this is bbc news. i'm julian woricker. the headlines at 11pm: police investigating the manchester attack say they've found potentially suspicious items at a property in wigan. eight suspects remain in custody. the arrests that we have made are significant and initial searches of premises have revealed items that we believe are very important to the investigation. british intelligence—sharing with the americans on the manchester bombing resumes after assurances there'll be no more leaks. so you've come especially for the concert did you? yeah. the queen visits manchester's children's hospital, meeting some of the injured and the staff treating them. also this hour, a noisy return to election campaigning. don't you understand english? please, please please. let's be respectful.
it comes as ukip says theresa may has some responsibility for the manchester bombing. and on newsnight, after a day in which the police say they've made significant progress in their manchester investigation, jeremy corbyn says the war on terror is not working and we need an effective response that fights rather than fuels terrorism. so what does he mean? we'll be discussing how best to counter radical islamism. good evening and welcome to bbc news. this evening, police investigating the manchester terror attack say they've found potentially suspicious items after searching a house in wigan. it was the home of one of eight people arrested since the attack on monday night in which 22 people died. also tonight, the head of britain's counter—terrorism police has said intelligence about the attack will once more be shared with the us after a row over leaks to the american media
was resolved. it follows assurances given by president trump to the prime minister in brussels that the leaks, which he called deeply troubling, would end. here, police officers have described the arrests made so far as significant, and that they've discovered items that were very important to the investigation. meanwhile, 75 people injured in the attack remain in hospital, 23, including several children, are in critical care. earlier, the queen met some of the children wounded in the attack and the staff caring for them at the royal manchester children's hospital. and a minute's silence was held across the uk to remember the 22 people who lost their lives. gavin hewitt has this report. in the minutes before the silence, thousands headed to the squares, the
open spaces, the office doorways, a moment for a wounded community to reflect, to remember, to stand together. in manchester, a long minute ended with applause. applause it was really beautiful, i thought it was so nice, everyone coming here and showing respect. today has been time to reflect and a time of remembrance. and at the same time, to show strength and unity, and our support to loved ones. i have come to pay tribute to those who were so courageous, those who have lost their lives, and those who are still fighting for their lives. during the morning the queen visited the royal manchester children's hospital.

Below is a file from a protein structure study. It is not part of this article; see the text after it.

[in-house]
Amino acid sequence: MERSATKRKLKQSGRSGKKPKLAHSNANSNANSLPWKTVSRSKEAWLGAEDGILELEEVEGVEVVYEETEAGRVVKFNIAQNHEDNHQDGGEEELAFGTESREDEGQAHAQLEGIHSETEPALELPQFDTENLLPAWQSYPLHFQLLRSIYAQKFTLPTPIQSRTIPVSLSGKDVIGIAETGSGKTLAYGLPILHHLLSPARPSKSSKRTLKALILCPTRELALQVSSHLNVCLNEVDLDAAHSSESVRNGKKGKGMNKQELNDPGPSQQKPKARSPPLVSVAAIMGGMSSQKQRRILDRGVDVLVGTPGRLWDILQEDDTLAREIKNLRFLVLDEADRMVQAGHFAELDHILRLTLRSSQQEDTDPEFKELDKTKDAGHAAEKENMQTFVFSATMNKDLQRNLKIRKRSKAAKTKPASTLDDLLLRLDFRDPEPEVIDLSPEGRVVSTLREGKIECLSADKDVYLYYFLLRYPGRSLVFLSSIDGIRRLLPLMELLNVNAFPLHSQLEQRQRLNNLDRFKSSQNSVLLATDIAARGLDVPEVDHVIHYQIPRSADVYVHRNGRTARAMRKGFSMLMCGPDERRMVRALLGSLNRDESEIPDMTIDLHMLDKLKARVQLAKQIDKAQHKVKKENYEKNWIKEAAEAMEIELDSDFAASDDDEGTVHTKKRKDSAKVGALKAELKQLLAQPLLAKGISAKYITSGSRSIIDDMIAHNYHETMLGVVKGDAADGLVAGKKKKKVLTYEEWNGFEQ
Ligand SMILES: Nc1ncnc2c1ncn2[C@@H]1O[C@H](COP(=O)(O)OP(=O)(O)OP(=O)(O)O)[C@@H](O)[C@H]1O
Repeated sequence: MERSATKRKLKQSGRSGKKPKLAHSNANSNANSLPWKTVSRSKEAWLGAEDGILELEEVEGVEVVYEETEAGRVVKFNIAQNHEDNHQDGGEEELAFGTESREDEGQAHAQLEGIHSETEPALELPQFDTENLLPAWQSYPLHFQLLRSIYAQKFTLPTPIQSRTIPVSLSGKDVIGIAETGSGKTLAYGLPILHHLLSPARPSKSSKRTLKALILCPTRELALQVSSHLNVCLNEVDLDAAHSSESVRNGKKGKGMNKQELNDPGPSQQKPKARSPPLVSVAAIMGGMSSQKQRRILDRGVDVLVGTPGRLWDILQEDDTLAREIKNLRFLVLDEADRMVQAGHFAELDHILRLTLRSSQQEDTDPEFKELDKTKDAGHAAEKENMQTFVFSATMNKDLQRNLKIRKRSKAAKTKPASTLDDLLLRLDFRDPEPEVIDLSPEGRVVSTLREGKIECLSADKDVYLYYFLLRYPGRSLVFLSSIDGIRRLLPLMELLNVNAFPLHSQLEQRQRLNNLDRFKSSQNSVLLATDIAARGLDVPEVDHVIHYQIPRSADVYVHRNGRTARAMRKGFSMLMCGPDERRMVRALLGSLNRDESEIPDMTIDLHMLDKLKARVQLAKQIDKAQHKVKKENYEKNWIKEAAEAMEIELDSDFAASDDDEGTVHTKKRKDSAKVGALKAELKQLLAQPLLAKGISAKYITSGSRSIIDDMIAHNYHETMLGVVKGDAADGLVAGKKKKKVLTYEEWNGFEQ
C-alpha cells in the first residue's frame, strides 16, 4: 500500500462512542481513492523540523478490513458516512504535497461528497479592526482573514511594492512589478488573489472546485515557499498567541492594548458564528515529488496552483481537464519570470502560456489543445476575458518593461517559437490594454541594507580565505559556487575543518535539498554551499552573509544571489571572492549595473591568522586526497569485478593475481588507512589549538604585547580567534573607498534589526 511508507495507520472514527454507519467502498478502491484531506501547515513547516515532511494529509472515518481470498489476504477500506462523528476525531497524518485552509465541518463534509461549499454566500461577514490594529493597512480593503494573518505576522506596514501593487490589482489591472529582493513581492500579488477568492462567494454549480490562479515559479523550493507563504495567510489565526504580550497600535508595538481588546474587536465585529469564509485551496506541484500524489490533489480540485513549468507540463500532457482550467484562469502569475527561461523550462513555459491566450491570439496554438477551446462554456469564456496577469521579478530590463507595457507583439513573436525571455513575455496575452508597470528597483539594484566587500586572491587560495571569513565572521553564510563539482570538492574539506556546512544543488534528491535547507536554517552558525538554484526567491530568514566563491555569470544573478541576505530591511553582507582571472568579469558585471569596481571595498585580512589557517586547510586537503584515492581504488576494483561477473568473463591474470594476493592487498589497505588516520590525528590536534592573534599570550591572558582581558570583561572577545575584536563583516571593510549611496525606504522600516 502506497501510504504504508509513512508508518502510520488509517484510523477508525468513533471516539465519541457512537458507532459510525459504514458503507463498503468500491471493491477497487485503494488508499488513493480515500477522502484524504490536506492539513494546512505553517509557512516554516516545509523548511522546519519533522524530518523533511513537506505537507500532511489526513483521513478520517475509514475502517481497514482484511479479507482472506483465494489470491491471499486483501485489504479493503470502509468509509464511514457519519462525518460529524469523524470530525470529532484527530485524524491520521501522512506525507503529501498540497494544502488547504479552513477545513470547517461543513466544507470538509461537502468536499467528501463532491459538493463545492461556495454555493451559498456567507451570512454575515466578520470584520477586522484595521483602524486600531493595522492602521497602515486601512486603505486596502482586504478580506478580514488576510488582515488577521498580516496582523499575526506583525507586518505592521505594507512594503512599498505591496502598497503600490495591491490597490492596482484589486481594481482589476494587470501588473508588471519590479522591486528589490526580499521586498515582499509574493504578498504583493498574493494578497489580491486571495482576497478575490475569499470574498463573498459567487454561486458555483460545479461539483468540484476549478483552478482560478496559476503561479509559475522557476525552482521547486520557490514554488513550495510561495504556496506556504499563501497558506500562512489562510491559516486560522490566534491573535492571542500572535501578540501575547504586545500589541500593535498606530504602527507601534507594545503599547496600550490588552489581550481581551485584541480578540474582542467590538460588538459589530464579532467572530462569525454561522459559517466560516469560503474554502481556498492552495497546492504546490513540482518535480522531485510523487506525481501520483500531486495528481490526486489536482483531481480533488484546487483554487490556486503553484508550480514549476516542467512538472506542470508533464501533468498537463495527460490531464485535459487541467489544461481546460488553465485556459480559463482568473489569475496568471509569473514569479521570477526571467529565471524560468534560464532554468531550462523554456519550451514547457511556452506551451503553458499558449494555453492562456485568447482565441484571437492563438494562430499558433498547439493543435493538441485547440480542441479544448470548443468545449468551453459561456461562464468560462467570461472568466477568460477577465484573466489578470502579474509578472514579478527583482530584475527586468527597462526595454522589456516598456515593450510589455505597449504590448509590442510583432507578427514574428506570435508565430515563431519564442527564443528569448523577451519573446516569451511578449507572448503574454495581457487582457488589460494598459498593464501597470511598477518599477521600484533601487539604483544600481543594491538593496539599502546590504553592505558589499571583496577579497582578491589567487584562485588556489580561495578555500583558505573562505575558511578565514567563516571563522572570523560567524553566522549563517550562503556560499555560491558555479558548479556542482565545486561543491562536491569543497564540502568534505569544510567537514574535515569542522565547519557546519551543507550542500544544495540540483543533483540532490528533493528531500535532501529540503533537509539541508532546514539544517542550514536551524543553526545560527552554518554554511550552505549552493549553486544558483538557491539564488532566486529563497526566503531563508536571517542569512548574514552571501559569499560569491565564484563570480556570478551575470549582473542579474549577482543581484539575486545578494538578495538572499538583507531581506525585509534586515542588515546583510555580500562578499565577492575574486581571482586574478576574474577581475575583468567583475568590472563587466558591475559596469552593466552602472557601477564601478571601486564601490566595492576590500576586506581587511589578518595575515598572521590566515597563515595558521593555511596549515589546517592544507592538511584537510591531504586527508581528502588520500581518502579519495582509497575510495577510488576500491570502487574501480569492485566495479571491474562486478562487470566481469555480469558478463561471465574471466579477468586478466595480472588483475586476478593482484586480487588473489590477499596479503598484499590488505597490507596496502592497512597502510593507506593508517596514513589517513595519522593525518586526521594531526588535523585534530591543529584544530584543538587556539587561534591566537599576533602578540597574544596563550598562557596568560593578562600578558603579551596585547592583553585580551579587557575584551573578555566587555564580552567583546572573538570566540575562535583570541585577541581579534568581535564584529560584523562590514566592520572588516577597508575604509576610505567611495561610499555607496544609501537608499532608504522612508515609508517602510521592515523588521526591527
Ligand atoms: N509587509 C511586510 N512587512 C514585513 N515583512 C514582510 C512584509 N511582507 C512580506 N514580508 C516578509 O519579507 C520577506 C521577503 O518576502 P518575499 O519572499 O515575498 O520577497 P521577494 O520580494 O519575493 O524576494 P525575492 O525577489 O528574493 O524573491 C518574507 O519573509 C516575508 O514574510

were you the first one? i was, from the ambulance service. she thanked the medical staff who attended the scene and spoke to some of those wounded. you had enjoyed the concert? it was really good. was it i got to meet her before the concert, she was lovely. in one conversation she described the attack as wicked. a big shock. very wicked. another patient spoke about her shrapnel wounds. dreadful, absolutely dreadful. mine has gone through 15 centimetres at the other side. i am due in surgery later on this afternoon. 75 people are still in hospital, some of them will need reconstructive surgery. today was a reminder of what unites people, a determination not to allow monday's bombing to define this city and its communities. even while people are still seeking
cancers as to how a young man born here could carry out such an attack. this evening, hundreds of people were still laying flowers, a day of solidarity after the deliberate targeting of children and teenagers. gavin hewitt, bbc news, manchester. this evening, police investigating the attack say they've found what they called potentially suspicious items at a property in wigan. earlier, they said the arrests they had made so far were significant. since the suicide bombing on monday night the police and security services have been trying to establish whether salman abedi was part of a wider terror network. our home editor mark easton has the latest on the investigation. i'm going to have to move you back, please. move back. this evening the police hunt for salman abedi's bomb factory took a new turn, the search of a house in wigan suddenly escalated with the discovery of suspicious items and the bomb squad were called to the scene.
local families were evacuated as a robot, often used to defuse roadside bombs in war zones, was deployed on a residential home in greater manchester. i share a wall with the guy who was arrested. if there's something inside and my things get destroyed... you're literally in the neighbouring room? yeah. i didn't expect that something of this sort could happen so close to us. it is really shocking. sirens police have described their investigation as fast—moving. this morning, as the country stood in silence, armed police officers were shouting at residents in central manchester to take cover after reports of a suspect package in a block of flats. there was loads of armed police officers in the middle of the grass just squatting down and they were just shouting at everyone telling them, don't go near the road. can you move out of the way, please. i panicked because my daughter works in the school that's just there. your first instinct is —
i need my child. the city is jittery as counter—terrorism chiefs desperately try to track the movements of salman abedi. this is what the search for a bomb factory looks like — a tip—off, an address, a raid and, on this occasion, an arrest. but the search for that factory still goes on. this raid did not produce the lead they'd hoped for, but the investigation is understood to be making real progress. two arrests were made in manchester early today and there was a linked swoop on a property 75 miles south in nuneaton late last night where another man was arrested. eight men are now in custody in connection with the arena bombing. i want to reassure people that the arrests that we have made are significant and initial searches of premises have revealed items that we believe are very important to the investigation. police and counter—terrorism officers are piecing together a picture of salman abedi's last movements. it's understood he'd recently left